Heaton is also interested in bringing her passion for the work she does into the classroom, both here and in Namibia. This semester she began teaching Geography 491 and Geography 701F. Both are classes in the College of Science focused on southern Africa.

"I lived in Namibia for 14 months while I was on sabbatical in 2014 and 15, and after basically a year of experiences in another geography, another landscape, another culture, another region of the world, I really wanted to translate that experience into the classroom for students," Heaton said. "It doesn't focus on my research so much as just focus on Southern Africa as a region, a physical region, a biophysical region, a climatic region, and a cultural region different than North America."

Heaton hopes to return to Namibia in the summer of 2017, and this time she wants to bring students with her.

"I have been working with a number of students on applying for student travel funds from different herpetological organizations to get my students to Namibia to continue doing field work and to work with species there," Heaton said.

Heaton is also adjunct faculty at the Namibia University of Science and Technology. She is working with faculty in Namibia to put together funds for a student to continue research in her absence. She has worked alongside Namibian students in the field, and has authored a couple papers currently in review that claim Namibian students and faculty as co-authors. Heaton considers her work with Namibian students to be one of her greatest joys.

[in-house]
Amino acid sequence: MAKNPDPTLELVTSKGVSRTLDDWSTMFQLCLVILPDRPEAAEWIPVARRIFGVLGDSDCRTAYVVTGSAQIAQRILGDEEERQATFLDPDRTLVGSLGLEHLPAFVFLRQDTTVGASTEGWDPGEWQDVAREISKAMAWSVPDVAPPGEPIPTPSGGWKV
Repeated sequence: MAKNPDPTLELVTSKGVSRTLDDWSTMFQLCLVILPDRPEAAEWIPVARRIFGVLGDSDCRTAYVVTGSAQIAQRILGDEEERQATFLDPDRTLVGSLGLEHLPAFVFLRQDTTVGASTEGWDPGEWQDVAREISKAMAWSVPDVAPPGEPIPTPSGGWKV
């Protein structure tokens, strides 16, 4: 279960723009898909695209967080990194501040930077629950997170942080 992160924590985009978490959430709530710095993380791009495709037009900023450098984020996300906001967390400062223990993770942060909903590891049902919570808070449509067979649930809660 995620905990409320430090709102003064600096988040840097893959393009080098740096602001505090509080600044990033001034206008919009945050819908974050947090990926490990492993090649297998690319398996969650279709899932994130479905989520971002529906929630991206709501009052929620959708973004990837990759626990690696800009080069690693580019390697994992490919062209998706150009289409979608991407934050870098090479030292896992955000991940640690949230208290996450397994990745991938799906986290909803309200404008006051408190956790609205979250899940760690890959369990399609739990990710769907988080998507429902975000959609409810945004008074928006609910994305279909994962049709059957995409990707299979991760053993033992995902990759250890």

"I mean, I loved the research there," said Heaton. "I loved the lizards, all that stuff. But I have more lasting memories from interacting with students and helping students as they move forward in their educational careers."

In January, Heaton will join colleagues in southern California to analyze research conducted on her most recent trip to Namibia. The gerrhosaurus lizard swims through sand, and Heaton would like to understand how and why. Do they move up and down in the sand column to regulate body temperature? Heaton attached thermometers and transmitters to the tails of these lizards to find out, and the new year promises to bring answers with it. Then, she will return to her second home, Namibia.

"When I arrived in Namibia last January it was, you know, a minor coming home," Heaton said. "It very much felt like I was returning to a very important place for me, and that's what home is in one sense, right? It's an important place."